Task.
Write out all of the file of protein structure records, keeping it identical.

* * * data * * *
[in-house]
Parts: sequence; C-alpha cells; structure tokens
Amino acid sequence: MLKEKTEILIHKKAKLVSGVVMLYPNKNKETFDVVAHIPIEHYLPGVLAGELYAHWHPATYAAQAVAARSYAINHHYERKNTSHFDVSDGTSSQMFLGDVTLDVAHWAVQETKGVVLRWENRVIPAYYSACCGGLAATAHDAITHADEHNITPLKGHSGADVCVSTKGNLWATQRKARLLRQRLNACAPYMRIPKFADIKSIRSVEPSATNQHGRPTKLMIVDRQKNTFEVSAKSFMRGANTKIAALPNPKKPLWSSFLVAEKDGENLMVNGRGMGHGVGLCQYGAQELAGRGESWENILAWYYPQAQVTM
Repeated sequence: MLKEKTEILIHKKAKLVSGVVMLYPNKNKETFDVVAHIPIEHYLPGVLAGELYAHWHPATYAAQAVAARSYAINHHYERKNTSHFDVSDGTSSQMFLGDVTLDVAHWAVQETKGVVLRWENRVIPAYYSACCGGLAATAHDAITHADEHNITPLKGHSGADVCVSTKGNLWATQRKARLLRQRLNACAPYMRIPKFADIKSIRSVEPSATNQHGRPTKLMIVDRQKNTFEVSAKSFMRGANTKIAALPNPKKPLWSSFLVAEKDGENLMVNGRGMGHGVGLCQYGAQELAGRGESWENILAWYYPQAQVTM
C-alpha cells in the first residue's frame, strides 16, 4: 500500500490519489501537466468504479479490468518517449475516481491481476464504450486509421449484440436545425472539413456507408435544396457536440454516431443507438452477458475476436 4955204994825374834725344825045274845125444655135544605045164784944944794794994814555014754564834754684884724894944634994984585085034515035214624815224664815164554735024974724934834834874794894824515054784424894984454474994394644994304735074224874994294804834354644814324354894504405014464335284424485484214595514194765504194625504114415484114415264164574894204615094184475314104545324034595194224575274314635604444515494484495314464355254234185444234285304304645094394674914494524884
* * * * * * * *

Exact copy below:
[in-house]
Parts: sequence; C-alpha cells; structure tokens
Amino acid sequence: MLKEKTEILIHKKAKLVSGVVMLYPNKNKETFDVVAHIPIEHYLPGVLAGELYAHWHPATYAAQAVAARSYAINHHYERKNTSHFDVSDGTSSQMFLGDVTLDVAHWAVQETKGVVLRWENRVIPAYYSACCGGLAATAHDAITHADEHNITPLKGHSGADVCVSTKGNLWATQRKARLLRQRLNACAPYMRIPKFADIKSIRSVEPSATNQHGRPTKLMIVDRQKNTFEVSAKSFMRGANTKIAALPNPKKPLWSSFLVAEKDGENLMVNGRGMGHGVGLCQYGAQELAGRGESWENILAWYYPQAQVTM
Repeated sequence: MLKEKTEILIHKKAKLVSGVVMLYPNKNKETFDVVAHIPIEHYLPGVLAGELYAHWHPATYAAQAVAARSYAINHHYERKNTSHFDVSDGTSSQMFLGDVTLDVAHWAVQETKGVVLRWENRVIPAYYSACCGGLAATAHDAITHADEHNITPLKGHSGADVCVSTKGNLWATQRKARLLRQRLNACAPYMRIPKFADIKSIRSVEPSATNQHGRPTKLMIVDRQKNTFEVSAKSFMRGANTKIAALPNPKKPLWSSFLVAEKDGENLMVNGRGMGHGVGLCQYGAQELAGRGESWENILAWYYPQAQVTM
C-alpha cells in the first residue's frame, strides 16, 4: 500500500490519489501537466468504479479490468518517449475516481491481476464504450486509421449484440436545425472539413456507408435544396457536440454516431443507438452477458475476436 4955204994825374834725344825045274845125444655135544605045164784944944794794994814555014754564834754684884724894944634994984585085034515035214624815224664815164554735024974724934834834874794894824515054784424894984454474994394644994304735074224874994294804834354644814324354894504405014464335284424485484214595514194765504194625504114415484114415264164574894204615094184475314104545324034595194224575274314635604444515494484495314464355254234185444234285304304645094394674914494524884